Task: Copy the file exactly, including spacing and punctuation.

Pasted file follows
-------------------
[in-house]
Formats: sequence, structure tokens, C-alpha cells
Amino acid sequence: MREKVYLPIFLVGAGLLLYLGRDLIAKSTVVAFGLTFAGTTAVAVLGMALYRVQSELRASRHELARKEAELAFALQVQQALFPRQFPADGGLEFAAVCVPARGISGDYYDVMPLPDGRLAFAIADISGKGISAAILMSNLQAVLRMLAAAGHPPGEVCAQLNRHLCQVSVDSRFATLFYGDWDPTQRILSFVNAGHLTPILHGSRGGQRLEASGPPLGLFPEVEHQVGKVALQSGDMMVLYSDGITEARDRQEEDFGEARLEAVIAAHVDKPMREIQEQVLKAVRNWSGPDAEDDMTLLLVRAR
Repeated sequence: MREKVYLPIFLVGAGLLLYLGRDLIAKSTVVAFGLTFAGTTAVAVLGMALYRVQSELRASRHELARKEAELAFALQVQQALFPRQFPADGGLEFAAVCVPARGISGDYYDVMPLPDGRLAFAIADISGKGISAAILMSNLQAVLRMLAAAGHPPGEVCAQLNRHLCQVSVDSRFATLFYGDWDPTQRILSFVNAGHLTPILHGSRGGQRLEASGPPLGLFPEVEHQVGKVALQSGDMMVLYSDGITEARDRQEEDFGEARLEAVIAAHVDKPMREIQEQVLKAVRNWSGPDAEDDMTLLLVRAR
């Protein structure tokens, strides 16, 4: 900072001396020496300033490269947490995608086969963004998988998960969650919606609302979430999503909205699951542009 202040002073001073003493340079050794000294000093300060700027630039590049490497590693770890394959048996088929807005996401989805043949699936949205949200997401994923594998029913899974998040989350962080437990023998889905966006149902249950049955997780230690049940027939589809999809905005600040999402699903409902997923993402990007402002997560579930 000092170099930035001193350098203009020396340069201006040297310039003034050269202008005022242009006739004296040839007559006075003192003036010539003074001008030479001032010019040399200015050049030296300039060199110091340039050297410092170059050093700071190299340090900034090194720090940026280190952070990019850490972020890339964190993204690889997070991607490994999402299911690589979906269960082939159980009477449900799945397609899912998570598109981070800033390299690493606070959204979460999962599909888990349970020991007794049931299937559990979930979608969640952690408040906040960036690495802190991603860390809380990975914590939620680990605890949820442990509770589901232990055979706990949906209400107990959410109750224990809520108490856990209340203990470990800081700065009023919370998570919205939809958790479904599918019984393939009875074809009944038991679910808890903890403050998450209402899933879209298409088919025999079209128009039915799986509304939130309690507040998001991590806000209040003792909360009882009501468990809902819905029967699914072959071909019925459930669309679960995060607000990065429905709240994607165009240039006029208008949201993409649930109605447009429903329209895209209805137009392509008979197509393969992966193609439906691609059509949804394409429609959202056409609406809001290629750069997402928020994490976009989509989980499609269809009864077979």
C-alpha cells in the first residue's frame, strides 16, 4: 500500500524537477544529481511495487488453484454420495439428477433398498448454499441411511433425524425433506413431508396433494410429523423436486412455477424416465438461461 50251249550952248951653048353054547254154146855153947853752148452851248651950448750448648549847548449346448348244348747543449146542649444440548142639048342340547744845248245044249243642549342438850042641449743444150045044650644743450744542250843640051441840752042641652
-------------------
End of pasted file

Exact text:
[in-house]
Formats: sequence, structure tokens, C-alpha cells
Amino acid sequence: MREKVYLPIFLVGAGLLLYLGRDLIAKSTVVAFGLTFAGTTAVAVLGMALYRVQSELRASRHELARKEAELAFALQVQQALFPRQFPADGGLEFAAVCVPARGISGDYYDVMPLPDGRLAFAIADISGKGISAAILMSNLQAVLRMLAAAGHPPGEVCAQLNRHLCQVSVDSRFATLFYGDWDPTQRILSFVNAGHLTPILHGSRGGQRLEASGPPLGLFPEVEHQVGKVALQSGDMMVLYSDGITEARDRQEEDFGEARLEAVIAAHVDKPMREIQEQVLKAVRNWSGPDAEDDMTLLLVRAR
Repeated sequence: MREKVYLPIFLVGAGLLLYLGRDLIAKSTVVAFGLTFAGTTAVAVLGMALYRVQSELRASRHELARKEAELAFALQVQQALFPRQFPADGGLEFAAVCVPARGISGDYYDVMPLPDGRLAFAIADISGKGISAAILMSNLQAVLRMLAAAGHPPGEVCAQLNRHLCQVSVDSRFATLFYGDWDPTQRILSFVNAGHLTPILHGSRGGQRLEASGPPLGLFPEVEHQVGKVALQSGDMMVLYSDGITEARDRQEEDFGEARLEAVIAAHVDKPMREIQEQVLKAVRNWSGPDAEDDMTLLLVRAR
């Protein structure tokens, strides 16, 4: 900072001396020496300033490269947490995608086969963004998988998960969650919606609302979430999503909205699951542009 202040002073001073003493340079050794000294000093300060700027630039590049490497590693770890394959048996088929807005996401989805043949699936949205949200997401994923594998029913899974998040989350962080437990023998889905966006149902249950049955997780230690049940027939589809999809905005600040999402699903409902997923993402990007402002997560579930 000092170099930035001193350098203009020396340069201006040297310039003034050269202008005022242009006739004296040839007559006075003192003036010539003074001008030479001032010019040399200015050049030296300039060199110091340039050297410092170059050093700071190299340090900034090194720090940026280190952070990019850490972020890339964190993204690889997070991607490994999402299911690589979906269960082939159980009477449900799945397609899912998570598109981070800033390299690493606070959204979460999962599909888990349970020991007794049931299937559990979930979608969640952690408040906040960036690495802190991603860390809380990975914590939620680990605890949820442990509770589901232990055979706990949906209400107990959410109750224990809520108490856990209340203990470990800081700065009023919370998570919205939809958790479904599918019984393939009875074809009944038991679910808890903890403050998450209402899933879209298409088919025999079209128009039915799986509304939130309690507040998001991590806000209040003792909360009882009501468990809902819905029967699914072959071909019925459930669309679960995060607000990065429905709240994607165009240039006029208008949201993409649930109605447009429903329209895209209805137009392509008979197509393969992966193609439906691609059509949804394409429609959202056409609406809001290629750069997402928020994490976009989509989980499609269809009864077979």
C-alpha cells in the first residue's frame, strides 16, 4: 500500500524537477544529481511495487488453484454420495439428477433398498448454499441411511433425524425433506413431508396433494410429523423436486412455477424416465438461461 50251249550952248951653048353054547254154146855153947853752148452851248651950448750448648549847548449346448348244348747543449146542649444440548142639048342340547744845248245044249243642549342438850042641449743444150045044650644743450744542250843640051441840752042641652